Saturday, 10 May 2014


Hieroglyphs for honey

Bee-keeping, from the tomb of Pabasa at Thebes

Pouring honey.... from the tomb of Pabasa at Thebes

Beekeeping had been well developed by the Old Kingdom and pictures of processing honey survive from all periods of ancient Egyptian history. Honey was an important constituent in around 500 prescriptions and remedies. It is mentioned in the Ebers papyrus and the Hearst papyrus. Honey is resistant to bacterial growth and is hypertonic whereby it draws water from bacterial cells causing them to shrivel and die. Furthermore it has antibiotic properties due to the presence of inhibine which is a bactericidal enzyme secreted by the pharyngeal glands of the bee.
Modern studies have found honey to be effective against staphylococcus, salmonella and candida bacteria. Honey has also been used to treat burns, ulcers and surgical wounds as it has more rapid healing qualities than conventional treatment.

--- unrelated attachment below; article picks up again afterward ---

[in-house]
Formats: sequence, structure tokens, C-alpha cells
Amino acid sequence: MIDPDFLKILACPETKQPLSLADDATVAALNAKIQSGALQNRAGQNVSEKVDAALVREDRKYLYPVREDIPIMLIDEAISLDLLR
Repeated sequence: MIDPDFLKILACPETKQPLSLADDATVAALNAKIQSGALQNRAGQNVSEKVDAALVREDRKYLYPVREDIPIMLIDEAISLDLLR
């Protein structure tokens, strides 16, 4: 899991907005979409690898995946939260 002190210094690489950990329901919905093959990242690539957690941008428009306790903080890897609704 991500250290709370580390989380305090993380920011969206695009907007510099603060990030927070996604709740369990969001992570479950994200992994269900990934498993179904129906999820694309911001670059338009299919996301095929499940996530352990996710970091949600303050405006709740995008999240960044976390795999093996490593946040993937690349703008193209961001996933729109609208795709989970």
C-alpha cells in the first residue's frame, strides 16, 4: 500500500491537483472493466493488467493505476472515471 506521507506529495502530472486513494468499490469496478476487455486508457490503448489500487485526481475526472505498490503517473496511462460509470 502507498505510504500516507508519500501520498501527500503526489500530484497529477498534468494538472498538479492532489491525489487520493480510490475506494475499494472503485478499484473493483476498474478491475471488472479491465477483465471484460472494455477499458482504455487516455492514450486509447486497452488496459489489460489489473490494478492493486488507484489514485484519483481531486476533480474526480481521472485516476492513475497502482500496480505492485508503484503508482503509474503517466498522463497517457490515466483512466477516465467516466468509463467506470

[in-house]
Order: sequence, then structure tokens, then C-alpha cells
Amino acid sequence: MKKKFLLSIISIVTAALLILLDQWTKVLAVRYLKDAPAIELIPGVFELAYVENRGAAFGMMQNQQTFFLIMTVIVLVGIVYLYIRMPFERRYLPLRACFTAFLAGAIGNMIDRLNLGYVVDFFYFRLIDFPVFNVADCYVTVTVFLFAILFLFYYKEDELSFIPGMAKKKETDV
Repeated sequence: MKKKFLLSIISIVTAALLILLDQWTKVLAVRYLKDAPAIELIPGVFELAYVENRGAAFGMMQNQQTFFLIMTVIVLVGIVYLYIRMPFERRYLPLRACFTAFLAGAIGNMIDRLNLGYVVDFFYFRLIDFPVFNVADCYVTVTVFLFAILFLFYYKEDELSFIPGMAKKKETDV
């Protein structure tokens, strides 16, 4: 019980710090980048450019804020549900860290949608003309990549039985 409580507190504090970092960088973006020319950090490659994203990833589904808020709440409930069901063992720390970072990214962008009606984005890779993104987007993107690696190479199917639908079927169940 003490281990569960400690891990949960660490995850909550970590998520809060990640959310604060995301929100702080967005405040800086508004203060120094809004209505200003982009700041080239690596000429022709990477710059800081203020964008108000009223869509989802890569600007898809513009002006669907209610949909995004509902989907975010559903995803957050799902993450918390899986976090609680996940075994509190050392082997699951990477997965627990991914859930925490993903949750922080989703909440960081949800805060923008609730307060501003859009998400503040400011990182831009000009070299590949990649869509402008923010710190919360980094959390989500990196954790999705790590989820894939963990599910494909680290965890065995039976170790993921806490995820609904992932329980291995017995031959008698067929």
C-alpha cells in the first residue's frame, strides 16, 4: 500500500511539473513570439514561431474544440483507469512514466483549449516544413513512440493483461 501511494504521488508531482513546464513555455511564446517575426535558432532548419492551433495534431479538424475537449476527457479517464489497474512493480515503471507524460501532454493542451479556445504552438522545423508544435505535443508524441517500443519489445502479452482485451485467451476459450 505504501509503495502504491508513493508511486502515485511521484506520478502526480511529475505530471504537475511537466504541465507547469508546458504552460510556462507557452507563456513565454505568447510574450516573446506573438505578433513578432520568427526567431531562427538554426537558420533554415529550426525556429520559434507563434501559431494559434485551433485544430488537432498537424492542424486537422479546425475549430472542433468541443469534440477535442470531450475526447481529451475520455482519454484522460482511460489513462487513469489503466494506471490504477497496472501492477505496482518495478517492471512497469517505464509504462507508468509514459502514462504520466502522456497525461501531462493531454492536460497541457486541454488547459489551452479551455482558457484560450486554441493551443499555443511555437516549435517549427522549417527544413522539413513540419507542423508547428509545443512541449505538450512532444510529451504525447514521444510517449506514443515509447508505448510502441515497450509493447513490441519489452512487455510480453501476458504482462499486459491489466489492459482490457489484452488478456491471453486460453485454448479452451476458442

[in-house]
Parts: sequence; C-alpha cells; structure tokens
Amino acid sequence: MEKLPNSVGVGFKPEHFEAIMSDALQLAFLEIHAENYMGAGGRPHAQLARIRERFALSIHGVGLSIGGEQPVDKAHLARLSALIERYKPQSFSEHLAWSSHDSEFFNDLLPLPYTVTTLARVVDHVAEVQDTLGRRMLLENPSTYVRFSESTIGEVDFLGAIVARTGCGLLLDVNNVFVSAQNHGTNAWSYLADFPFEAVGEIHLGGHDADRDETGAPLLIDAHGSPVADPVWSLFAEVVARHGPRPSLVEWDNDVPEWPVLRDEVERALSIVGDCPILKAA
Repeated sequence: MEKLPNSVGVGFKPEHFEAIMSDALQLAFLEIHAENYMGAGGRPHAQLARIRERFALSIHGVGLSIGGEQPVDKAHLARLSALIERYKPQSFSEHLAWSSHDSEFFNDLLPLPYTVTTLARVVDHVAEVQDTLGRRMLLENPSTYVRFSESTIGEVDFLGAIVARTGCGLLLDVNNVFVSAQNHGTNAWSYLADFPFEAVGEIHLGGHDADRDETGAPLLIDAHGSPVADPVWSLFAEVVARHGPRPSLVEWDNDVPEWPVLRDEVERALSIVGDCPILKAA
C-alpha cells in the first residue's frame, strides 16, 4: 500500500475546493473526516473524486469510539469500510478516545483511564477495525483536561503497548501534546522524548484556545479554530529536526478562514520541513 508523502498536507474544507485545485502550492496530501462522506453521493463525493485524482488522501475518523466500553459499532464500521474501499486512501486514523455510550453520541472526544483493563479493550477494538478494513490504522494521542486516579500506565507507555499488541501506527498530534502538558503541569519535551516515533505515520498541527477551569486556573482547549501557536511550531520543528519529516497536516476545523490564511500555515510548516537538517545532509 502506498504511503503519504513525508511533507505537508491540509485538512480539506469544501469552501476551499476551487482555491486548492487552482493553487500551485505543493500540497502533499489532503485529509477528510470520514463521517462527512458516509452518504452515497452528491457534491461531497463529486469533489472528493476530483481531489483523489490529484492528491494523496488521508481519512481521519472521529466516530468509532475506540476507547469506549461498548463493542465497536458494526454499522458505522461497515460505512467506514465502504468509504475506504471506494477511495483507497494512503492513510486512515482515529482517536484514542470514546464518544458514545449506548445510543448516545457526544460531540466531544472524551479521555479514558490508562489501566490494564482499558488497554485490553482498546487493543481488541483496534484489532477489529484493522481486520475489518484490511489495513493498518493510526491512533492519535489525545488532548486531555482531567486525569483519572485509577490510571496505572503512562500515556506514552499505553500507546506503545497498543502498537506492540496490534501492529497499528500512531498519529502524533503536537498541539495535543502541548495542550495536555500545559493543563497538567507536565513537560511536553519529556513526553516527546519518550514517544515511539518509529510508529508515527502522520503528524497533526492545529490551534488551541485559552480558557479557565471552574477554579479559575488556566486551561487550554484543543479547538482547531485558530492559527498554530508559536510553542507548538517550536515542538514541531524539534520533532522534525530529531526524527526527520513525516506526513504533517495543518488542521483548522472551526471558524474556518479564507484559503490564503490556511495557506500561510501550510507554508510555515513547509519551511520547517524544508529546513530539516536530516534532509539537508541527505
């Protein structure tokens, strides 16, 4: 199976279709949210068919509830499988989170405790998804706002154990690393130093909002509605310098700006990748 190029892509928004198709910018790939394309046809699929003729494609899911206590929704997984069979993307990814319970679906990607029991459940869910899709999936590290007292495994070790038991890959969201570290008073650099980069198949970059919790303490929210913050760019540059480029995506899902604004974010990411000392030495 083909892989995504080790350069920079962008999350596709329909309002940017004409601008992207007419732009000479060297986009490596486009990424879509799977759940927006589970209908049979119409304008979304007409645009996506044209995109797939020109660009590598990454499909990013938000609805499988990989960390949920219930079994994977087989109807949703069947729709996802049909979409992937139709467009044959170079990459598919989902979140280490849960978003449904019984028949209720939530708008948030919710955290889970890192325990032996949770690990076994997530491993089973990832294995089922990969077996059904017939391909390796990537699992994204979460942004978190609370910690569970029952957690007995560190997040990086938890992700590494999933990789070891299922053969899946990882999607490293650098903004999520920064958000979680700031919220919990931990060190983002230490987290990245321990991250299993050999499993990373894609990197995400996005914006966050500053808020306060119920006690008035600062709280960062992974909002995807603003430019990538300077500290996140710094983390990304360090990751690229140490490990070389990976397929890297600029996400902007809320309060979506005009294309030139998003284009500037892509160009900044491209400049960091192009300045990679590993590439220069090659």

Propolis,( bee glue) a hard resinous material derived from plant juices has an antibiotic property. Bees use it to seal cracks in their hives and to deal with foreign invaders. Interestingly a small mouse which had crept into an ancient Egyptian hive 3000 years ago was found dried out with no sign of decomposition because it was covered with propolis.

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